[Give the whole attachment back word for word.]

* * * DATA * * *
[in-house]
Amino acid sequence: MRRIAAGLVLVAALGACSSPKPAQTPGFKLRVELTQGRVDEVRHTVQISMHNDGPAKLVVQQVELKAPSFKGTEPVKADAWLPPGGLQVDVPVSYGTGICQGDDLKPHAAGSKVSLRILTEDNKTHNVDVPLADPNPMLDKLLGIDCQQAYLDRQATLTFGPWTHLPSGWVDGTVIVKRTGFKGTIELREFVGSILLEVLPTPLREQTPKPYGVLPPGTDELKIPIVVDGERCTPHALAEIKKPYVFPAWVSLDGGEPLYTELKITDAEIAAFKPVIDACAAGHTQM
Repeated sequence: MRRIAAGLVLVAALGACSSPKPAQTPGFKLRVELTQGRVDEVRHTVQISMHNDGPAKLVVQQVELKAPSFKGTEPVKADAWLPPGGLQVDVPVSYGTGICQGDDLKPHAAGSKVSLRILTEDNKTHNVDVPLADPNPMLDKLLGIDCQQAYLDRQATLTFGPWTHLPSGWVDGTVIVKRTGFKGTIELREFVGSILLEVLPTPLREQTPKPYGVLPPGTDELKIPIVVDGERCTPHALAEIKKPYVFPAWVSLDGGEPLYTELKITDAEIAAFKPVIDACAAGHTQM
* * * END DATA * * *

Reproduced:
[in-house]
Amino acid sequence: MRRIAAGLVLVAALGACSSPKPAQTPGFKLRVELTQGRVDEVRHTVQISMHNDGPAKLVVQQVELKAPSFKGTEPVKADAWLPPGGLQVDVPVSYGTGICQGDDLKPHAAGSKVSLRILTEDNKTHNVDVPLADPNPMLDKLLGIDCQQAYLDRQATLTFGPWTHLPSGWVDGTVIVKRTGFKGTIELREFVGSILLEVLPTPLREQTPKPYGVLPPGTDELKIPIVVDGERCTPHALAEIKKPYVFPAWVSLDGGEPLYTELKITDAEIAAFKPVIDACAAGHTQM
Repeated sequence: MRRIAAGLVLVAALGACSSPKPAQTPGFKLRVELTQGRVDEVRHTVQISMHNDGPAKLVVQQVELKAPSFKGTEPVKADAWLPPGGLQVDVPVSYGTGICQGDDLKPHAAGSKVSLRILTEDNKTHNVDVPLADPNPMLDKLLGIDCQQAYLDRQATLTFGPWTHLPSGWVDGTVIVKRTGFKGTIELREFVGSILLEVLPTPLREQTPKPYGVLPPGTDELKIPIVVDGERCTPHALAEIKKPYVFPAWVSLDGGEPLYTELKITDAEIAAFKPVIDACAAGHTQM